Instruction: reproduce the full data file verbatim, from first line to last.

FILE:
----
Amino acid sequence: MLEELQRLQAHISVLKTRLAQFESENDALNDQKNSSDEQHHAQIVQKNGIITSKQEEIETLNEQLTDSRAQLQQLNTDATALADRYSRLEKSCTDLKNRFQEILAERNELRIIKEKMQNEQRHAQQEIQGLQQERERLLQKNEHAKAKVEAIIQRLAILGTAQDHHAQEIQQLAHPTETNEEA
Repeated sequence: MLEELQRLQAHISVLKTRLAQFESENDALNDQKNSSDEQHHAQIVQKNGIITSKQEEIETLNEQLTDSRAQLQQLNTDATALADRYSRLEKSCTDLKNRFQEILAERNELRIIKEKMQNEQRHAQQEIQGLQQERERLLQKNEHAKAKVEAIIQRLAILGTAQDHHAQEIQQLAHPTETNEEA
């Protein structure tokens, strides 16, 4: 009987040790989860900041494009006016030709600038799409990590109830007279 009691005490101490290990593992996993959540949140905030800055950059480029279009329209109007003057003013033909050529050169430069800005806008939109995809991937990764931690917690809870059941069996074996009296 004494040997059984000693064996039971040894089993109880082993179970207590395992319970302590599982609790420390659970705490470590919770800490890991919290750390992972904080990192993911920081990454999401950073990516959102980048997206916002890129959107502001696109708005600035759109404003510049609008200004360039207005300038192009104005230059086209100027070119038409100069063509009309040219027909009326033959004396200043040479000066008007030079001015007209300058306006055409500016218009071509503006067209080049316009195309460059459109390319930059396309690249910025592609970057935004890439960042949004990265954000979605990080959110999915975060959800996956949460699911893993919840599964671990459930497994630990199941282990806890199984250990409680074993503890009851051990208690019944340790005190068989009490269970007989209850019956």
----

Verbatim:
Amino acid sequence: MLEELQRLQAHISVLKTRLAQFESENDALNDQKNSSDEQHHAQIVQKNGIITSKQEEIETLNEQLTDSRAQLQQLNTDATALADRYSRLEKSCTDLKNRFQEILAERNELRIIKEKMQNEQRHAQQEIQGLQQERERLLQKNEHAKAKVEAIIQRLAILGTAQDHHAQEIQQLAHPTETNEEA
Repeated sequence: MLEELQRLQAHISVLKTRLAQFESENDALNDQKNSSDEQHHAQIVQKNGIITSKQEEIETLNEQLTDSRAQLQQLNTDATALADRYSRLEKSCTDLKNRFQEILAERNELRIIKEKMQNEQRHAQQEIQGLQQERERLLQKNEHAKAKVEAIIQRLAILGTAQDHHAQEIQQLAHPTETNEEA
């Protein structure tokens, strides 16, 4: 009987040790989860900041494009006016030709600038799409990590109830007279 009691005490101490290990593992996993959540949140905030800055950059480029279009329209109007003057003013033909050529050169430069800005806008939109995809991937990764931690917690809870059941069996074996009296 004494040997059984000693064996039971040894089993109880082993179970207590395992319970302590599982609790420390659970705490470590919770800490890991919290750390992972904080990192993911920081990454999401950073990516959102980048997206916002890129959107502001696109708005600035759109404003510049609008200004360039207005300038192009104005230059086209100027070119038409100069063509009309040219027909009326033959004396200043040479000066008007030079001015007209300058306006055409500016218009071509503006067209080049316009195309460059459109390319930059396309690249910025592609970057935004890439960042949004990265954000979605990080959110999915975060959800996956949460699911893993919840599964671990459930497994630990199941282990806890199984250990409680074993503890009851051990208690019944340790005190068989009490269970007989209850019956």